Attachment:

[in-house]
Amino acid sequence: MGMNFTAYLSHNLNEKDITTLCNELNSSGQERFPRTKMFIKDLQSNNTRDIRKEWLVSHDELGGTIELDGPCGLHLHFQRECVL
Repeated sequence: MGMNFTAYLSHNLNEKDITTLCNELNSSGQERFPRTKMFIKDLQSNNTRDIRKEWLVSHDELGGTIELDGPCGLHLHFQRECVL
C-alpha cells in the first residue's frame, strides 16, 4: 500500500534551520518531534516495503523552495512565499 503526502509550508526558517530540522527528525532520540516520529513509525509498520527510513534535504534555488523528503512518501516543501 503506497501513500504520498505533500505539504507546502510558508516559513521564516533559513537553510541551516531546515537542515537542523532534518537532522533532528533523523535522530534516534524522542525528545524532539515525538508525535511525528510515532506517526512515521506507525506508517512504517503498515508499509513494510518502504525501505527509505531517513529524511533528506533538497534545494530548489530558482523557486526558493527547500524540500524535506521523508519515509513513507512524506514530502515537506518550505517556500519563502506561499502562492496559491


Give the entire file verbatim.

[in-house]
Amino acid sequence: MGMNFTAYLSHNLNEKDITTLCNELNSSGQERFPRTKMFIKDLQSNNTRDIRKEWLVSHDELGGTIELDGPCGLHLHFQRECVL
Repeated sequence: MGMNFTAYLSHNLNEKDITTLCNELNSSGQERFPRTKMFIKDLQSNNTRDIRKEWLVSHDELGGTIELDGPCGLHLHFQRECVL
C-alpha cells in the first residue's frame, strides 16, 4: 500500500534551520518531534516495503523552495512565499 503526502509550508526558517530540522527528525532520540516520529513509525509498520527510513534535504534555488523528503512518501516543501 503506497501513500504520498505533500505539504507546502510558508516559513521564516533559513537553510541551516531546515537542515537542523532534518537532522533532528533523523535522530534516534524522542525528545524532539515525538508525535511525528510515532506517526512515521506507525506508517512504517503498515508499509513494510518502504525501505527509505531517513529524511533528506533538497534545494530548489530558482523557486526558493527547500524540500524535506521523508519515509513513507512524506514530502515537506518550505517556500519563502506561499502562492496559491